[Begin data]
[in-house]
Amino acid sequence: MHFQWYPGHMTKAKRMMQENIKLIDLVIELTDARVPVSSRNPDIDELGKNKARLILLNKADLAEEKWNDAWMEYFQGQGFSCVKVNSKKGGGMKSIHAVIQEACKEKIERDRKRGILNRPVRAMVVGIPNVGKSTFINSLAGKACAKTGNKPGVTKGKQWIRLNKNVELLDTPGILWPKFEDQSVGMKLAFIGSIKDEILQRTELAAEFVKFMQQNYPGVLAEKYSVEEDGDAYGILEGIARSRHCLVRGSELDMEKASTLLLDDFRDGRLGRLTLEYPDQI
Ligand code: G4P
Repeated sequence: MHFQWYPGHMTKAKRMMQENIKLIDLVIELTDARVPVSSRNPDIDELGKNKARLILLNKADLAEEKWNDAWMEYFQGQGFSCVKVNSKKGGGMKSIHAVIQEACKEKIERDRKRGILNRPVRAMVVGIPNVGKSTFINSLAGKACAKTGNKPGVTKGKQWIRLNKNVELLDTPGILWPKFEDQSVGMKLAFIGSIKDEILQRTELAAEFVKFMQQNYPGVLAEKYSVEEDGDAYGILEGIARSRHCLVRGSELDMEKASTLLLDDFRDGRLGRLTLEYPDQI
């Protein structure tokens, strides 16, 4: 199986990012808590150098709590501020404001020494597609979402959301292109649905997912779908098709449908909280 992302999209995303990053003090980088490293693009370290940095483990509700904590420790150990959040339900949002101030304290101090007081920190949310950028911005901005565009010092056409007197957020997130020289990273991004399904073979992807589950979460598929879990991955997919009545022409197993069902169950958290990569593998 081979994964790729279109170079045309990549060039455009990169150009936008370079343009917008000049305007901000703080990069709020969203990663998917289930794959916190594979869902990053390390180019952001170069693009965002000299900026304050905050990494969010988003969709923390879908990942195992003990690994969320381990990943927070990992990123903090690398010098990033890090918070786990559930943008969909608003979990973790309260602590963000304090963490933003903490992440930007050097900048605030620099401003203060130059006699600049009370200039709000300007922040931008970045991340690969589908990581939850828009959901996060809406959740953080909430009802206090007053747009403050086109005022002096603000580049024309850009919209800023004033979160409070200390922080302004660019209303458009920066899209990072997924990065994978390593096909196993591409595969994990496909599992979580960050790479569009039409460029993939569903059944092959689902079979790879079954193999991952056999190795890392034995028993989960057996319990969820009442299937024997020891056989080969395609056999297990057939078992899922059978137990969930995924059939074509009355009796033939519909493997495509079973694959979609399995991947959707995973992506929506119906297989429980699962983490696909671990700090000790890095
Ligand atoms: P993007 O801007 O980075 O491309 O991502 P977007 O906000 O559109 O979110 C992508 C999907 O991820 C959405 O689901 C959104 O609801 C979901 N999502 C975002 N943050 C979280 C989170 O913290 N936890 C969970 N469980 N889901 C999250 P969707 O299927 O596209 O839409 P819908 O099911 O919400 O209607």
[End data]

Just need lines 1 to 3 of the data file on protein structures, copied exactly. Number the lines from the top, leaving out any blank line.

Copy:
[in-house]
Amino acid sequence: MHFQWYPGHMTKAKRMMQENIKLIDLVIELTDARVPVSSRNPDIDELGKNKARLILLNKADLAEEKWNDAWMEYFQGQGFSCVKVNSKKGGGMKSIHAVIQEACKEKIERDRKRGILNRPVRAMVVGIPNVGKSTFINSLAGKACAKTGNKPGVTKGKQWIRLNKNVELLDTPGILWPKFEDQSVGMKLAFIGSIKDEILQRTELAAEFVKFMQQNYPGVLAEKYSVEEDGDAYGILEGIARSRHCLVRGSELDMEKASTLLLDDFRDGRLGRLTLEYPDQI
Ligand code: G4P